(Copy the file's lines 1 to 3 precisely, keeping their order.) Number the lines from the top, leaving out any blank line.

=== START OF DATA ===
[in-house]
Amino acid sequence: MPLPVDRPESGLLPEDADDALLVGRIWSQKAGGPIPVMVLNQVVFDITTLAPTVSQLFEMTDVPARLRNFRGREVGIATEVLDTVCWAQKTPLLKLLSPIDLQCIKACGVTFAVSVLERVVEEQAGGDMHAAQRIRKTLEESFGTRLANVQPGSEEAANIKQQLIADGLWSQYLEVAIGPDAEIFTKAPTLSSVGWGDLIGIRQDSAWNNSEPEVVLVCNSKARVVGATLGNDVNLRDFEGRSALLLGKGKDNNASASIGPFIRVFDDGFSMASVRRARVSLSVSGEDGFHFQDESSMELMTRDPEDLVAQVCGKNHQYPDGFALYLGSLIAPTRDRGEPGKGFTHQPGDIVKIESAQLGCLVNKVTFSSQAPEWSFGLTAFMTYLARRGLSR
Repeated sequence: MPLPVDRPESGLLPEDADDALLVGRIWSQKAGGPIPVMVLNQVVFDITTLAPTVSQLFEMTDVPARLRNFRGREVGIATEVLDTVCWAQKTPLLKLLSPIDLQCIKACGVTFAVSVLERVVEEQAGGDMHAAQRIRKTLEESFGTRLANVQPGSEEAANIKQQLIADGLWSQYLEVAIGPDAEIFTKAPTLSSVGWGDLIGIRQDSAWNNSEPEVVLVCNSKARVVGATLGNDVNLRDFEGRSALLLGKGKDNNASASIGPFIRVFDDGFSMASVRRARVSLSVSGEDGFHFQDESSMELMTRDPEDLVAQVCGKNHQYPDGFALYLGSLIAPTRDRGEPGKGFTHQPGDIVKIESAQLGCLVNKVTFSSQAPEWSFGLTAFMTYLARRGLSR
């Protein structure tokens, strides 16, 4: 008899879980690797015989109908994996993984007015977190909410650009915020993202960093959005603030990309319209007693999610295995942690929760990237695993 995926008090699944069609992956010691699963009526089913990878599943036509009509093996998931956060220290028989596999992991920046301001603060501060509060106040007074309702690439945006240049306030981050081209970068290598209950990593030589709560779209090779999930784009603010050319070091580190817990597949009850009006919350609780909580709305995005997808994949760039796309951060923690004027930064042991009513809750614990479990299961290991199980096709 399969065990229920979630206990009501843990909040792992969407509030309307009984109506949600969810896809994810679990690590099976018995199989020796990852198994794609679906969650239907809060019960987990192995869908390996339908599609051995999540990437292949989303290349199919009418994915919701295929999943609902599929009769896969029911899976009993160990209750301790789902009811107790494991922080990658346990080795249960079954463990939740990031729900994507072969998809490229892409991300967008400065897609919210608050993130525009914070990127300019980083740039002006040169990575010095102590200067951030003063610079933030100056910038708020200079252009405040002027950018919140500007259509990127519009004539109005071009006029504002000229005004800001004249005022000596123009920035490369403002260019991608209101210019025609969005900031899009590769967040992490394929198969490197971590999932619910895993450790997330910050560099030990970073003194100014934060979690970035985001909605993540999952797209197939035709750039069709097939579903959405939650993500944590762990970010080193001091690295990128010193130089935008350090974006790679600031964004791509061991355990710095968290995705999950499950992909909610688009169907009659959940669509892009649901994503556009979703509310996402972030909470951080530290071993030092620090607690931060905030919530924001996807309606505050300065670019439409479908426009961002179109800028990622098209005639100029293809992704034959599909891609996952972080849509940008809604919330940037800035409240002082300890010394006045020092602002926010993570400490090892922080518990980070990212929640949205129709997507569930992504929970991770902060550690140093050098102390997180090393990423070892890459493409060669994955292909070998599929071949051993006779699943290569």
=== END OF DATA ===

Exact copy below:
[in-house]
Amino acid sequence: MPLPVDRPESGLLPEDADDALLVGRIWSQKAGGPIPVMVLNQVVFDITTLAPTVSQLFEMTDVPARLRNFRGREVGIATEVLDTVCWAQKTPLLKLLSPIDLQCIKACGVTFAVSVLERVVEEQAGGDMHAAQRIRKTLEESFGTRLANVQPGSEEAANIKQQLIADGLWSQYLEVAIGPDAEIFTKAPTLSSVGWGDLIGIRQDSAWNNSEPEVVLVCNSKARVVGATLGNDVNLRDFEGRSALLLGKGKDNNASASIGPFIRVFDDGFSMASVRRARVSLSVSGEDGFHFQDESSMELMTRDPEDLVAQVCGKNHQYPDGFALYLGSLIAPTRDRGEPGKGFTHQPGDIVKIESAQLGCLVNKVTFSSQAPEWSFGLTAFMTYLARRGLSR
Repeated sequence: MPLPVDRPESGLLPEDADDALLVGRIWSQKAGGPIPVMVLNQVVFDITTLAPTVSQLFEMTDVPARLRNFRGREVGIATEVLDTVCWAQKTPLLKLLSPIDLQCIKACGVTFAVSVLERVVEEQAGGDMHAAQRIRKTLEESFGTRLANVQPGSEEAANIKQQLIADGLWSQYLEVAIGPDAEIFTKAPTLSSVGWGDLIGIRQDSAWNNSEPEVVLVCNSKARVVGATLGNDVNLRDFEGRSALLLGKGKDNNASASIGPFIRVFDDGFSMASVRRARVSLSVSGEDGFHFQDESSMELMTRDPEDLVAQVCGKNHQYPDGFALYLGSLIAPTRDRGEPGKGFTHQPGDIVKIESAQLGCLVNKVTFSSQAPEWSFGLTAFMTYLARRGLSR